Home -> John J. Newbegin -> The Jewel City -> Chapter VI. The Court of the Universe

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The Court of the Universe

Most important of the three great courts of the "Walled City" - A meeting-place of East and West - Roman in its architecture and atmosphere, suggesting the vast Piazza of St. Peter's Triumphal Arches of the Nations - Their types of the great races of Orient and Occident - Fine mural paintings by Simmons and Du Mond - Fountains of the Rising and the Setting Sun - Aitken's "Elements" - The "Column of Progress."

The court is the key to the scheme of the palace group of the Exposition. Leaving out the state and foreign quarters, and the other suburbs, and omitting the Fine Arts Palace and Machinery Hall, which, from a purely architectural standpoint, are merely balanced ornaments needed to complete the whole, the Exposition city is a palace of blank walls enclosing three superb courts.

The court is an essential element of the Oriental architecture of the Mediterranean, which provided the theme of the Exposition plan. There, however, it is the patio, the place of the siesta, the playground of the children. Here the courts have been made the chief architectural feature of the group. There the courts are private. Here they are merely hidden.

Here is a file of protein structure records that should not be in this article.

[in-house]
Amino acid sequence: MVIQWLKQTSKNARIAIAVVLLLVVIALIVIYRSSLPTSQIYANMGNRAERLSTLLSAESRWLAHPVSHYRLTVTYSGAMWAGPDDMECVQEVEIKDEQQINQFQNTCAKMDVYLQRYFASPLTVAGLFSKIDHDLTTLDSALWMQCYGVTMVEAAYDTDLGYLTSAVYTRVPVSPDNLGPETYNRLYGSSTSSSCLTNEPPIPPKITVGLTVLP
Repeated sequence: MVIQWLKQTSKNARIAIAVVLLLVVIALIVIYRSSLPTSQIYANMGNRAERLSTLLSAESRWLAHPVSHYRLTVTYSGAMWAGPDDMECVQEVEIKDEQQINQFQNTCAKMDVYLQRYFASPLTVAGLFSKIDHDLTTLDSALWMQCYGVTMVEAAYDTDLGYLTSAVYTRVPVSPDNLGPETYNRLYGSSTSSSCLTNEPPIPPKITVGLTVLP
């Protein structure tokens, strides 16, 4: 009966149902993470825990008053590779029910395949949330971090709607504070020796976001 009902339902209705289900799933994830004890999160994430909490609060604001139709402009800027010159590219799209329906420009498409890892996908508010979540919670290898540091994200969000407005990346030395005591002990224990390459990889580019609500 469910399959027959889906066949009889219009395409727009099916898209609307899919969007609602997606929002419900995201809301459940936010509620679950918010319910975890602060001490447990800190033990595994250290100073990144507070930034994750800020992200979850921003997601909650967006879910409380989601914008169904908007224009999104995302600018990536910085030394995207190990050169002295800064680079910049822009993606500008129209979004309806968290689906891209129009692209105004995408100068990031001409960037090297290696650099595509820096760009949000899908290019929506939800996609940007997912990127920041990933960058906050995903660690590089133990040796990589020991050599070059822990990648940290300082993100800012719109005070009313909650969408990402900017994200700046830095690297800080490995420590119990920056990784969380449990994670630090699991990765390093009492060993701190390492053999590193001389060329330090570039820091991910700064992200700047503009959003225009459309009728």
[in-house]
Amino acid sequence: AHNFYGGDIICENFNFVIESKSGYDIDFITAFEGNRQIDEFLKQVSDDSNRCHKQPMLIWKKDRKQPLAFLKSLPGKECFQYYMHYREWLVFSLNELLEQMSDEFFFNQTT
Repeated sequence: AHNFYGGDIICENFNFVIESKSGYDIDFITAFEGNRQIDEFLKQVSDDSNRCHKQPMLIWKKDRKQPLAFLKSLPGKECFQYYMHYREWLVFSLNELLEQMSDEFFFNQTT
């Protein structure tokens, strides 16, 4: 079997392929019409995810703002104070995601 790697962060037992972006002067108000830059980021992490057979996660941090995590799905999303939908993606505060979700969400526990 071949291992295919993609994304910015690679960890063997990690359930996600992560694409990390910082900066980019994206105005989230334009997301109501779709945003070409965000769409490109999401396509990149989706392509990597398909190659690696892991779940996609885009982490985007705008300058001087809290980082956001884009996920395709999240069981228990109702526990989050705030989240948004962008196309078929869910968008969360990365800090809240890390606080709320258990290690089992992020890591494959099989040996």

The central court at the Exposition, the largest and the most splendid, is the Court of the Universe. (See p. 63.) It is the most important, too, in the story which its sculptures tell, and in its relation to the purpose of the Exposition. Whether it is also the most beautiful is a matter about which opinions differ. Many persons admire Mullgardt's romantic Court of Ages beyond anything else, while others are in love with the calm Court of Seasons. Paradoxically, the Court of the Universe suffers from its very magnificence. It is so vast that the beholder is slow to feel an intimate relation with it. The same is true of some of the noblest sights in nature. First seen, there is something disappointing in the Grand Canyon. There is too much in the view to be comprehended until after many days. In this court, the visitor is pleased with its splendid proportions, its noble arches, its rich sculpture, the wonderful blending of its colors with those of sea and sky; but the pleasure at first is of the intellect rather than of the emotions. Like other big and really fine things, it grows on one. The sweep of its colonnades is majestic, the arches are noble monuments, the Column of Progress is inspiring, the fountains show a graceful play of water, the sculpture is big, strong, and significant; the flowers of the sunken garden are a glory long to be remembered.